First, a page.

You say you use it only once in a while, so it will be easier to quit now. If you wait, chances are that you'll start using it more in the future. ...Read more
No one knows: A minimal amount so assume any puts you at risk for disease. 1-2 times may infintessimily increase risk. ...Read more
Indeterrninate: Although a true malignancy may take longer, changes associated with the use of such a known carcinogen are observable fairly quickly. Don't try to "play the odds" here. Continued use creates a "not if, but when" scenario. Quit now! ...Read more
It varies depending on the ethnicity of the user, length of time using chewing tobacco,
it starts as white patches in the inside of check or under the tongue that gets harder in time and turn cancerous.
Regular dental check up visits to your dentist can discover that in early stages or before it from and suggest treatment ...Read more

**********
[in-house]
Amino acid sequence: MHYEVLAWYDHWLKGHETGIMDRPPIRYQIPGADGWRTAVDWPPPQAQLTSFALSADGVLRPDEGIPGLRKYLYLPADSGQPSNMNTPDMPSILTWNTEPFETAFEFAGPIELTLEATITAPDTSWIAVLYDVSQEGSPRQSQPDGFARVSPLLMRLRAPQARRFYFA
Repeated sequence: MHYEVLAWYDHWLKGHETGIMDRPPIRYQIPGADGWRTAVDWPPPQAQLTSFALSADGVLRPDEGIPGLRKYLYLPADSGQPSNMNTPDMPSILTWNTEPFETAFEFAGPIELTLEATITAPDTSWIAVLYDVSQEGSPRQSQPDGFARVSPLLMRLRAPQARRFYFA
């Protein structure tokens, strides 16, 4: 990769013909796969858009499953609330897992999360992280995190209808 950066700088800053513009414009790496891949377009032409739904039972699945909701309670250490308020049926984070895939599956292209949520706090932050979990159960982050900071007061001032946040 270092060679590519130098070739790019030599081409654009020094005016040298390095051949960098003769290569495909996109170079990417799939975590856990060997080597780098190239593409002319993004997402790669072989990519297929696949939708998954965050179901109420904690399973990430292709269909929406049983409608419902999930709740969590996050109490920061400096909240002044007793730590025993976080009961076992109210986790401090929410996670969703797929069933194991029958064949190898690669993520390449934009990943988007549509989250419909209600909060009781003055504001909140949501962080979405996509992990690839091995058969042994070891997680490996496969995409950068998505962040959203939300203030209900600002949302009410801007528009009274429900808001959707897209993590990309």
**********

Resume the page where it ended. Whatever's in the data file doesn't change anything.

No easy answer to: That question. Depends on how much you use, and how potent the preparation is, as well as your sensitivity to the cancer causing effects of tobacco - all of those are highly variable. For most people, it is about the same amount of time that smoking causes cancer, a decade or more and usually 20-30 years of use, but some people are highly sensitive and have problems much earlier. ...Read more
No one knows: A minimal amount so assume any puts you at risk for disease. ...Read more
Tobacco = cancer: Tobacco is a potent carcinogen. Any form of tobacco exposure increases your risk for cancer. That includes smokeless tobacco such as snuff or chewing tobacco. There is no good reason to use tobacco on your body for any reason. People have been known to use tobacco to kill insects in the garden. Not a good thing to put in your mouth! ...Read more
You can't: My friend, that's like asking..."if I don't wear my seatbelt, when will I die in a car accident? " it might be tomorrow, it might be 10 years, it might never happen. ...But is it really worth it? Come on....Quit the chew, and buckle-up too. ...Read more